PNB’s Nutcracker: Too Sentimental or Joyfully Transcendental?
Posted November 27, 2007
Personally, I love
Pacific Northwest Ballet’s Nutcracker production.
addition to the cliché but nonetheless-thrilling Tchaikovsky
score, there are gorgeous sets and charming costumes designed
by Maurice Sendak.
And Kent Stowell’s
concept and choreography succeed. Actually, I think it is among
Stowell’s best works. The choreography is interesting for those
of us who attend the ballet often, yet super-accessible for
those who have never been. Picture big jumps for the men,
lyrical passages for the women, fun moves for the 85 children
onstage, and not too many of those rhythmically baffling moments
you sometimes find in Stowell’s work.
the dancers in PNB’s Nutcracker are Christmasly
beautiful, year after year after year. Here’s where their
professionalism really comes into play. They make Nutcracker
look fresh and delightful despite the fact some of them have
performed it many hundreds of times during their careers.
It’s a great show,
one with heart. It’s joyous and scary, real and fantastical,
adventurous and (cliché alert!)…magical.
The thing is, magic
moments aren’t for everyone.
Hidden Hijinks: Some of the Christmas Eve mischief isn’t really
meant for the audience, so it’s all the more fun when you can
catch it. For example, when Stacy Lowenberg danced Peacock one
Christmas, she found her golden cage lined with newspaper. Keep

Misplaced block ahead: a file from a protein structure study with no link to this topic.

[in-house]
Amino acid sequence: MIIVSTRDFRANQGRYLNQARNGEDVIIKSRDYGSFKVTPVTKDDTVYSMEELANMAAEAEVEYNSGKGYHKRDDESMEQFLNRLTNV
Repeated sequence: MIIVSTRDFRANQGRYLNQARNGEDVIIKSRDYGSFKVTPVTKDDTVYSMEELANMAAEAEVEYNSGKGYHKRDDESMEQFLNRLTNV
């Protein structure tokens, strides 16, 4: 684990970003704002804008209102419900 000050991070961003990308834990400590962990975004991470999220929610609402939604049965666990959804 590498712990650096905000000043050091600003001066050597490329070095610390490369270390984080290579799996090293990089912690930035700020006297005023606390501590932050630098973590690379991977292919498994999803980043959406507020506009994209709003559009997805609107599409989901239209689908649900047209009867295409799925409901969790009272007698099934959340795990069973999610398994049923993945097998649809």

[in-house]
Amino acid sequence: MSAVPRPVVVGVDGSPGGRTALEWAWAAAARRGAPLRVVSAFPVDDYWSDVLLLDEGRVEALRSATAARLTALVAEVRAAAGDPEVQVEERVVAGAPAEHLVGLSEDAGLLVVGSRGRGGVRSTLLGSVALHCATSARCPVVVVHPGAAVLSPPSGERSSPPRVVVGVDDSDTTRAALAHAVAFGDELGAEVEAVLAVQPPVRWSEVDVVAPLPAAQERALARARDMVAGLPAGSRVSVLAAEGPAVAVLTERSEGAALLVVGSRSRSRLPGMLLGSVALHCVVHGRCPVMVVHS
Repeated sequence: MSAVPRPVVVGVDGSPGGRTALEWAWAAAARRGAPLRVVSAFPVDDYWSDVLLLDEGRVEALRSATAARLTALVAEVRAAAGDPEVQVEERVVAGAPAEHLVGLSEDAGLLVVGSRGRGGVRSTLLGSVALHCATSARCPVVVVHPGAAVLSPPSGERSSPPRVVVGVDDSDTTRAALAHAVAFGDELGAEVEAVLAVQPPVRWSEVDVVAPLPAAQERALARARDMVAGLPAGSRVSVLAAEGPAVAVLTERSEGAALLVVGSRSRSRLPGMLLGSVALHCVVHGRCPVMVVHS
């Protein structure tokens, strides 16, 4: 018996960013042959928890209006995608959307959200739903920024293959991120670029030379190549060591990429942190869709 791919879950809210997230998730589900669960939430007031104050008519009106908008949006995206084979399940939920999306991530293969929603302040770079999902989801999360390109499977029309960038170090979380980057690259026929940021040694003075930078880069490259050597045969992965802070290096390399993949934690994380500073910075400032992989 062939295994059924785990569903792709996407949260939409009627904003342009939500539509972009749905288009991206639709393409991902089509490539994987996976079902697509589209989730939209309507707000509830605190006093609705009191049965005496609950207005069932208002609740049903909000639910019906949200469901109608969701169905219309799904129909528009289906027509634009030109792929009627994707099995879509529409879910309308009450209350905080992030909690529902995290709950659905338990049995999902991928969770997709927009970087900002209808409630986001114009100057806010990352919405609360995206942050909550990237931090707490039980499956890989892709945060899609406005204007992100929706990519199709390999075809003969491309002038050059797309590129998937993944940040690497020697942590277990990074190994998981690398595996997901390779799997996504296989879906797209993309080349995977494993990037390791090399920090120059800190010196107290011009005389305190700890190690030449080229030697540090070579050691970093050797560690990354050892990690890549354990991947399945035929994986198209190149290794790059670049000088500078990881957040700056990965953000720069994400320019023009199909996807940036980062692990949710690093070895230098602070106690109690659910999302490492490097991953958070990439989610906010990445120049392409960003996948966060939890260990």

your eyes peeled.
(Stacy Lowenberg as Peacock in PNB’s Nutrcracker. Angela
My husband, for
one. He’s not alone. Cynical, child-phobic, cute-sensitive folk
had best avoid this traditional Christmas ballet. Unless, that
is, you can go on December 24…when the dancers take a few
liberties with costumes and props. It’s not promised, and was
formerly not even sanctioned, but every Christmas Eve
performance I’ve been to has had a little something extra
dreamed up by the dancers and folks backstage. These are
creative people who can pull off the subtle joke, the big gag,
and even the happy comment. I’ll never forget the toilet paper
streamer stuck to a toe shoe one Christmas. Or the giant
toothbrush trotted out for the Nutcracker setpiece’s cheesy
smile. Or Clara and the Prince cross-country skiing across the
stage after the Waltz of the Snowflakes. Did I say “waltz”? Hm…some
Christmas Eves it’s more like a snowball fight in a blizzard.
Watch your Scrooge smile. Like I said: magic.
Magic moments will
run you $20 to $125 per ticket. Is it worth it? Yes, if you have
the means. (Check out the 25 percent discount for groups, the 15
discount coupon from Bartell Drugs, Ivar's, or Kidd Valley, and
the approximately 10 percent discount for kids 12 and under.) Tickets
are available at
www.pnb.org, by calling
or at both the PNB and the McCaw Hall box offices. The show ends
If you’re not quite
sure that your tyke is ready for a full-length performance but
want to dip his/her tiny toe into this Christmas tradition, I’d
recommend Sasquatch Books’ 2005 Nutcracker book. The
prose is not inspired, but that doesn’t matter much, since the
focus is the beautiful production photos by former dancer Angela
Sterling. It’s a keepsake book, one you can pull out and enjoy
every December. Less than $30, available on PNB’s website… Maybe
my Cynic will buy me a copy for Christmas.
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